Blood Born: Review

Makayla (Rosie Moss) and Eric (Antoine Perry) have been trying hard for a baby. They’ve suffered great loss while going through the process of pregnancy, but now they feel that they’ve come to an impasse. Then one day Rosie’s friend, Cherise (Laurine Price) tells her about a foundation that helped her sister get pregnant and that they should consider getting in touch.

So, after an initial meeting, Makayla and Eric welcome Ola (Melanie Haynes) into their home as they prepare for their new bundle of joy. However, there’s something not quite right about Ola and her methods, and after a while Eric becomes suspicious that there’s something sinister going on.

Blood Born is a tongue in cheek horror about the troubles with getting pregnant and the worries that come with expecting a new child. The film is the kind of horror where the audience knows all too well that if it were them, as soon as Ola turned up then she’d be out the door. However, the film knowingly plays into the tropes of films like Rosemary’s Baby and has fun with them.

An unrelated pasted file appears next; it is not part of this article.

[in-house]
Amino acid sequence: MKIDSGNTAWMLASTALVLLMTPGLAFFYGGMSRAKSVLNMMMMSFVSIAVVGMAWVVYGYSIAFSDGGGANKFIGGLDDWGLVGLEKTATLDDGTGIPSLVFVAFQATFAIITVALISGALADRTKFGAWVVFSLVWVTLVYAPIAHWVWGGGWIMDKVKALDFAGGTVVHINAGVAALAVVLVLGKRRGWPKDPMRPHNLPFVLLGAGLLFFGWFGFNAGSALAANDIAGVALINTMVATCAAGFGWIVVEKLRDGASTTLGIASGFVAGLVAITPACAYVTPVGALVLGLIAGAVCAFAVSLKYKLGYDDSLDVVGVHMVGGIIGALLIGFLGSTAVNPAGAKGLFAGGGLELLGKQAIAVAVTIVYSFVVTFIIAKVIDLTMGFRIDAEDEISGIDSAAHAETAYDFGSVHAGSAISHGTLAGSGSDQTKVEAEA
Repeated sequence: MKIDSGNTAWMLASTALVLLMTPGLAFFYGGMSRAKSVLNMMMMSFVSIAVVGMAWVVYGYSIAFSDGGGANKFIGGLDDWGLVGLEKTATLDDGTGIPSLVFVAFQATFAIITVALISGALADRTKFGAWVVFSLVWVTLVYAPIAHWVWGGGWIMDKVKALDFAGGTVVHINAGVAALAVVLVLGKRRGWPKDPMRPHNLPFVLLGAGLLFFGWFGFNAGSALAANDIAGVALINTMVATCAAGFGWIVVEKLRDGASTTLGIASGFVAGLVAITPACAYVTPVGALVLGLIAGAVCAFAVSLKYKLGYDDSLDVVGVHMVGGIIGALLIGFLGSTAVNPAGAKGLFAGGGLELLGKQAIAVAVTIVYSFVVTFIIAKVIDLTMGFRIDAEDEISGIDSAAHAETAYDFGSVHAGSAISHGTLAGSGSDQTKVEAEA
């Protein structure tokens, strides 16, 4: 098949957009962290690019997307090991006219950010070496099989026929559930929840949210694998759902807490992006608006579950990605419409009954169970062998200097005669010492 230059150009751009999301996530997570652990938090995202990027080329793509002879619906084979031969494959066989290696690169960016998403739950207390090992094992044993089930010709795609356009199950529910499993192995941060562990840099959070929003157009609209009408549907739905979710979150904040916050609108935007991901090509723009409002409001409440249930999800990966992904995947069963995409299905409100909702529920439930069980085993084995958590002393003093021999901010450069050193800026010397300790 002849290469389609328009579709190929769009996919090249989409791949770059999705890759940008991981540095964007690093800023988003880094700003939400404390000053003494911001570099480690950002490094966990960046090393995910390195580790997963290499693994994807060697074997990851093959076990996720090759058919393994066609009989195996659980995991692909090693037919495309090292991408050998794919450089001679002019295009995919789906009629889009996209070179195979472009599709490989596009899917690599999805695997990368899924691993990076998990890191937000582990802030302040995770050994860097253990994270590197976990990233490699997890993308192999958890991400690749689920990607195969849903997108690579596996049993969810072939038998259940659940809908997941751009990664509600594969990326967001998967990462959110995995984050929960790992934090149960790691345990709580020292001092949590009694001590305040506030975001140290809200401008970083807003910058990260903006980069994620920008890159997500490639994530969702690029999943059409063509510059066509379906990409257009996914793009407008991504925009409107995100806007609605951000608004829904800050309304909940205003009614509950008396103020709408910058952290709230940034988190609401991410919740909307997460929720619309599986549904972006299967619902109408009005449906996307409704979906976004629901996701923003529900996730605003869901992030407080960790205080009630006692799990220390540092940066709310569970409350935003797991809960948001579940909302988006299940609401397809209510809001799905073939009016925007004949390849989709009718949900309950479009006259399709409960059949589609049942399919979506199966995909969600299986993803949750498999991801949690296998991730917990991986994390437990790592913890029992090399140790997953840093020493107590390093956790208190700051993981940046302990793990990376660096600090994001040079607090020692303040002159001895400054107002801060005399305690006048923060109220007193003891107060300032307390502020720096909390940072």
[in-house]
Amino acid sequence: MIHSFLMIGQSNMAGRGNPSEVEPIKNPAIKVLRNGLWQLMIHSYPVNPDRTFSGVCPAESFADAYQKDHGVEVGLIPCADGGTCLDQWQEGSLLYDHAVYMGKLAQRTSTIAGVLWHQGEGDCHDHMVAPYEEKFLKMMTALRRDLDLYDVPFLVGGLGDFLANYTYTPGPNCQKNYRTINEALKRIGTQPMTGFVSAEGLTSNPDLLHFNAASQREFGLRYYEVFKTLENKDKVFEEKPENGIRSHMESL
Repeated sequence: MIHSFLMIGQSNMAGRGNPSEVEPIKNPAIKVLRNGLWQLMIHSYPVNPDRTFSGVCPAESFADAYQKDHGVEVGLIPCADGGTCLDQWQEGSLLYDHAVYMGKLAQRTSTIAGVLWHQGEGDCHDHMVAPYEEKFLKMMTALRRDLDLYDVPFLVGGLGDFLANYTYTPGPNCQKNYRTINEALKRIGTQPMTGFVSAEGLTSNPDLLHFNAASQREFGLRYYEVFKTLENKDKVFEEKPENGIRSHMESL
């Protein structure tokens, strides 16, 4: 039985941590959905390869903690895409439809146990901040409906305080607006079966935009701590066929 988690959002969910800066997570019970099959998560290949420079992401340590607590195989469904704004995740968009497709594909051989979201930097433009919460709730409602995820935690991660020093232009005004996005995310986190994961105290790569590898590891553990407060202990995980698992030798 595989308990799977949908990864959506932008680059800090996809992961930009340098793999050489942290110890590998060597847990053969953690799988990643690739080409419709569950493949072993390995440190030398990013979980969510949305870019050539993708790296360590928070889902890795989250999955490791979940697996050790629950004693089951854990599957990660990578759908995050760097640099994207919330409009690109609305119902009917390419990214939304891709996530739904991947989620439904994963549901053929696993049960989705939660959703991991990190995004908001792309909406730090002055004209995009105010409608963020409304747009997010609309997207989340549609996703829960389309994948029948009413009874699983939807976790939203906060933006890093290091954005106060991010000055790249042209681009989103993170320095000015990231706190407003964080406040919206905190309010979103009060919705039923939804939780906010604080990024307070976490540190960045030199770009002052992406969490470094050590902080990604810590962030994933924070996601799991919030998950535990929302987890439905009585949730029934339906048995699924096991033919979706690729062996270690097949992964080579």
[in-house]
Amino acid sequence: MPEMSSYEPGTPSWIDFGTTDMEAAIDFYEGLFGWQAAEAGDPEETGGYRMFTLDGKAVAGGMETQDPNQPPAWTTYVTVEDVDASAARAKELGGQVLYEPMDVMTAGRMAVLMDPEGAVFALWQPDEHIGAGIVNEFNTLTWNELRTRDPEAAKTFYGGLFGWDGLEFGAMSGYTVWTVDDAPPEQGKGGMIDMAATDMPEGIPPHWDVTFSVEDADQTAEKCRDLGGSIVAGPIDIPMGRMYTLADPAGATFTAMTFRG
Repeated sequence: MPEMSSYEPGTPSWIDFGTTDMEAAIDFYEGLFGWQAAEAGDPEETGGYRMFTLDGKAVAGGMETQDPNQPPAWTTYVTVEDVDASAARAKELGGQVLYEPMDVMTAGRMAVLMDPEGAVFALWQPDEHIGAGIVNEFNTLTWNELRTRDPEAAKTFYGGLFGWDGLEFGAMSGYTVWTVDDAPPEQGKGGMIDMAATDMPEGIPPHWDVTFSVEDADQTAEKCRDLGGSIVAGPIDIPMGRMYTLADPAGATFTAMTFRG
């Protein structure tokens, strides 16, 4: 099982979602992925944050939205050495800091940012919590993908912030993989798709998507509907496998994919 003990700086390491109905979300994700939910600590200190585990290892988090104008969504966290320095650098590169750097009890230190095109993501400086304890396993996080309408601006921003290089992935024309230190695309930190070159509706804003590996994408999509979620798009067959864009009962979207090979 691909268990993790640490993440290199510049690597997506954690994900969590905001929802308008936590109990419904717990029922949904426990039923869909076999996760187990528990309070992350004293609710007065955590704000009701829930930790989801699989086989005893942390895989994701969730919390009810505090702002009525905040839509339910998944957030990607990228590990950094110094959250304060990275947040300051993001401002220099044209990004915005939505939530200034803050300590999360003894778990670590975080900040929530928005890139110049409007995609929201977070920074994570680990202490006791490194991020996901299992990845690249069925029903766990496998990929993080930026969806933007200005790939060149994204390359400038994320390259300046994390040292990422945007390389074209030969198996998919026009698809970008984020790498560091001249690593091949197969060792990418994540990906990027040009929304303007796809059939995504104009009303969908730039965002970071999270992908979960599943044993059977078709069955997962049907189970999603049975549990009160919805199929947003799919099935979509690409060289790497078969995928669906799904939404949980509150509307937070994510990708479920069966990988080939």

In fact, the more that Ola tells them to do and the longer it goes on for without Eric being concerned makes it all the funnier, seeing as the audience knows that when he does, it’s far too late. Also, the fact that the audience doesn’t know the baby’s true form, keeps the audience guessing as to where it could be going and what exactly is growing inside Makayla.

The cast all do a great job and are perfectly cast, with the film setting all the players in place so the audience may know what to expect. So, if you’re not looking for anything too deep or surprising then Blood Born may be the genre horror for you. Also, the special effects and the depth into which the script deals with mixing the medical and the supernatural may raise a few smiles among parents.

The final act does get a little too serious though and when the film seems to throw away its parody, then it does seem to lose something.

However, for the most part Blood Born is a fun and sly wink at the demonic possession subgenre of horror. 


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